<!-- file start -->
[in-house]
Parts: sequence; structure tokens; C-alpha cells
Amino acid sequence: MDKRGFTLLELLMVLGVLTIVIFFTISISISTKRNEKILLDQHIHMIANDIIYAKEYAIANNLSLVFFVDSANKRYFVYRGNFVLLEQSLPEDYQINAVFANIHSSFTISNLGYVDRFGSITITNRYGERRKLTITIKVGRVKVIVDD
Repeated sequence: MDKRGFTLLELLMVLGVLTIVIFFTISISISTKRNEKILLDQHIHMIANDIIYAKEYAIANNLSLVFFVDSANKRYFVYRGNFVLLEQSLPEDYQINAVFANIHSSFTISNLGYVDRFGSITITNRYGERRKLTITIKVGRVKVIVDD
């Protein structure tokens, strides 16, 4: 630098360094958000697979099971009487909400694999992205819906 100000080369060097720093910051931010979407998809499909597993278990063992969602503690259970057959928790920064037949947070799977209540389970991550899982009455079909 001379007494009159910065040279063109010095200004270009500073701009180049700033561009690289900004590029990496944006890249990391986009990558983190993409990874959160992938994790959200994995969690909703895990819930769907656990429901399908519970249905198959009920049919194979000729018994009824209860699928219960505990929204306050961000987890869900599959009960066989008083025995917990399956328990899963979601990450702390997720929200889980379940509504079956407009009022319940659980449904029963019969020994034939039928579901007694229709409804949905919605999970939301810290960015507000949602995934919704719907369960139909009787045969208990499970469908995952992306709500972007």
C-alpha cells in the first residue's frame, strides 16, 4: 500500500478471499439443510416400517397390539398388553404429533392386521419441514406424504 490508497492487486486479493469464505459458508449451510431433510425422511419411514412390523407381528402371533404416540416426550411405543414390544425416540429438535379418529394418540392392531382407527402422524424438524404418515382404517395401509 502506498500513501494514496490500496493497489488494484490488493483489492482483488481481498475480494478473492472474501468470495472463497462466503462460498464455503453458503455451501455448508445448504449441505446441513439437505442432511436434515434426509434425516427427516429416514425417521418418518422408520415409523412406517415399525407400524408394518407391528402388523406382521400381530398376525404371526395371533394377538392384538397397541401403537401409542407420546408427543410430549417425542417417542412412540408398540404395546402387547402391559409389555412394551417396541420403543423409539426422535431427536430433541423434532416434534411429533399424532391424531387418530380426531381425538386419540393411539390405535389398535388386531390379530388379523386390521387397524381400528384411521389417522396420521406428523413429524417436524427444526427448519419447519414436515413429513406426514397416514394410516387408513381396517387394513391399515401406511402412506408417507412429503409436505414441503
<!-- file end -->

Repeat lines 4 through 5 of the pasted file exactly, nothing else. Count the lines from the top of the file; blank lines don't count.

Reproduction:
Repeated sequence: MDKRGFTLLELLMVLGVLTIVIFFTISISISTKRNEKILLDQHIHMIANDIIYAKEYAIANNLSLVFFVDSANKRYFVYRGNFVLLEQSLPEDYQINAVFANIHSSFTISNLGYVDRFGSITITNRYGERRKLTITIKVGRVKVIVDD
């Protein structure tokens, strides 16, 4: 630098360094958000697979099971009487909400694999992205819906 100000080369060097720093910051931010979407998809499909597993278990063992969602503690259970057959928790920064037949947070799977209540389970991550899982009455079909 001379007494009159910065040279063109010095200004270009500073701009180049700033561009690289900004590029990496944006890249990391986009990558983190993409990874959160992938994790959200994995969690909703895990819930769907656990429901399908519970249905198959009920049919194979000729018994009824209860699928219960505990929204306050961000987890869900599959009960066989008083025995917990399956328990899963979601990450702390997720929200889980379940509504079956407009009022319940659980449904029963019969020994034939039928579901007694229709409804949905919605999970939301810290960015507000949602995934919704719907369960139909009787045969208990499970469908995952992306709500972007």